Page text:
Every year, I like to keep track of the predictions “gurus” and other market observers make for the upcoming year, specifically the ones they say are “sure things.” It seems like no one in the financial media holds them accountable (which is a shame, since the evidence shows there are no good forecasters), so I will. Today, we will look at some common predictions I’ve been hearing from gurus and investors for 2017.
First Sure Thing
The Federal Reserve will continue to raise interest rates in 2017. That leads many to recommend that investors limit their bond holdings to the shortest maturities. Economist Jeremy Siegel even warned that bonds are “dangerous.”
Second Sure Thing
With the large amount of fiscal and monetary stimulus we have experienced, and with the anticipation of a large infrastructure spending program, the inflation rate will rise significantly.
Third Sure Thing
With the aforementioned stimulus, anticipated tax cuts and a reduction in regulatory burdens, the growth rate of real GNP will accelerate, hitting 2.2% this year.
Fourth Sure Thing
This one follows from the first two. With the Fed tightening monetary policy and our economy improving—and with the economies of European and other developed nations still struggling to generate growth, and with their central banks still pursuing very easy monetary policies—the dollar will strengthen. The dollar index ended 2016 at 102.38.
Fifth Sure Thing
With concern mounting over the potential for trade wars, emerging markets should be avoided.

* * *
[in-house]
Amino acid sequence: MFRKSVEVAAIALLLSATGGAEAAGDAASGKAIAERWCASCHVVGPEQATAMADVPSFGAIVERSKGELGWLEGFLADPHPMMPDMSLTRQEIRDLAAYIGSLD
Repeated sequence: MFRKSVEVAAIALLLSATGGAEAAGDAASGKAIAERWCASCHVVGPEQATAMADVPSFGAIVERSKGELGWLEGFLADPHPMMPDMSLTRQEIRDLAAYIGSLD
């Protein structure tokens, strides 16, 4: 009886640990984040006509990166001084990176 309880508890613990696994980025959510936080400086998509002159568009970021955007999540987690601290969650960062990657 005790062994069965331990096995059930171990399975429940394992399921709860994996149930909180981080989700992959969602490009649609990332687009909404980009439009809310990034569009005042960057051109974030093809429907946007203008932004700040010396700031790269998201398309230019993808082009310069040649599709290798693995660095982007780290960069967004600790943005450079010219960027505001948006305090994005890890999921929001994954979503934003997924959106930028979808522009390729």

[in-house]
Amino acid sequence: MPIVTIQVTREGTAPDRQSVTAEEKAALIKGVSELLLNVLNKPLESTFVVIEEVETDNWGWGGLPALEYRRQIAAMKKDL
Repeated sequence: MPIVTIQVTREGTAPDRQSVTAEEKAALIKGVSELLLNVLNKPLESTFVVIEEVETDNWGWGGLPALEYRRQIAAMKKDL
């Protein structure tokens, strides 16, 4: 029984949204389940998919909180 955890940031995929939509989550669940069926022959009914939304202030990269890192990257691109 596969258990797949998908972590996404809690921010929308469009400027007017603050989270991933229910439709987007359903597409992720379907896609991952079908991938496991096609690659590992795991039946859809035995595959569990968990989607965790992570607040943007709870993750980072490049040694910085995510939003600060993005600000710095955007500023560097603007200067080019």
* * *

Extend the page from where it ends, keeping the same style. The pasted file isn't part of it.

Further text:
Sixth Sure Thing
With the Shiller cyclically adjusted price-to-earnings (CAPE) ratio at 27.7 as we entered the year (66% above its long-term average), domestic stocks are overvalued. Compounding the issue with valuations is that rising interest rates make bonds more competitive with stocks. Thus, U.S. stocks are likely to have mediocre returns in 2017. A group of 15 Wall Street strategists expect the S&P 500, on average, to close the year at 2,356. That’s good for a total return of about 7%.
Seventh Sure Thing
Given their relative valuations, U.S. small-cap stocks will underperform U.S. large-cap stocks this year. Morningstar data showed that, at the end of 2016, the prospective price-to-earnings (P/E) ratio of the Vanguard Small Cap Index Fund (VB) stood at 21.4, while the P/E ratio of its Vanguard 500 Index Fund (VOO) stood at 19.4.
Eighth Sure Thing
With the non-U.S. developed and emerging market economies generally growing at a slower pace than the U.S. economy (and with many emerging markets hurt by weak commodity prices, slower growth in China’s economy, the Fed tightening monetary policy and a rising dollar), international developed-market stocks will underperform U.S. stocks this year.
That’s my list. Keep in mind that, if these truly are sure things, most (if not all) should happen. We’ll report back to you with a score at the end of each quarter.
This commentary originally appeared February 1 on ETF.com
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